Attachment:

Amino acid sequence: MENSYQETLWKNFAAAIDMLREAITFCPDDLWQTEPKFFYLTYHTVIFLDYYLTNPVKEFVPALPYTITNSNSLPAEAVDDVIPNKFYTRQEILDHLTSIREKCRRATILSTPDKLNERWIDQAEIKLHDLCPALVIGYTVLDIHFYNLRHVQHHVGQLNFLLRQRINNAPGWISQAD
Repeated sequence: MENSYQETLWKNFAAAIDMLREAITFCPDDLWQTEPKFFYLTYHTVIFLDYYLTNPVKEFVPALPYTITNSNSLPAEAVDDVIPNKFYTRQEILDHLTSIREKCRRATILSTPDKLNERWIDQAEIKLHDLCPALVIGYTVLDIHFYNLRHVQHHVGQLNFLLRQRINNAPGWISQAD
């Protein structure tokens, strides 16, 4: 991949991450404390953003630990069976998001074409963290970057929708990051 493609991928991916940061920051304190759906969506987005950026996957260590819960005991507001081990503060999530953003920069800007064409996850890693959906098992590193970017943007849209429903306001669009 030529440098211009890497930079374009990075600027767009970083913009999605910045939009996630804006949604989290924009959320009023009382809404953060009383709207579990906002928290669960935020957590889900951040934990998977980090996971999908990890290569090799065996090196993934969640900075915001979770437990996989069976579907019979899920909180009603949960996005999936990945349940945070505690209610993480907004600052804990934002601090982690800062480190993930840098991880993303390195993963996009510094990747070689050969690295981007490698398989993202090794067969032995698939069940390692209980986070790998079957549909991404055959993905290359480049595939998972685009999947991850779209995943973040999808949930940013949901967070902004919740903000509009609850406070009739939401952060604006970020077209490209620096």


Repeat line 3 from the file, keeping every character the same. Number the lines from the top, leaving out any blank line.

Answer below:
């Protein structure tokens, strides 16, 4: 991949991450404390953003630990069976998001074409963290970057929708990051 493609991928991916940061920051304190759906969506987005950026996957260590819960005991507001081990503060999530953003920069800007064409996850890693959906098992590193970017943007849209429903306001669009 030529440098211009890497930079374009990075600027767009970083913009999605910045939009996630804006949604989290924009959320009023009382809404953060009383709207579990906002928290669960935020957590889900951040934990998977980090996971999908990890290569090799065996090196993934969640900075915001979770437990996989069976579907019979899920909180009603949960996005999936990945349940945070505690209610993480907004600052804990934002601090982690800062480190993930840098991880993303390195993963996009510094990747070689050969690295981007490698398989993202090794067969032995698939069940390692209980986070790998079957549909991404055959993905290359480049595939998972685009999947991850779209995943973040999808949930940013949901967070902004919740903000509009609850406070009739939401952060604006970020077209490209620096």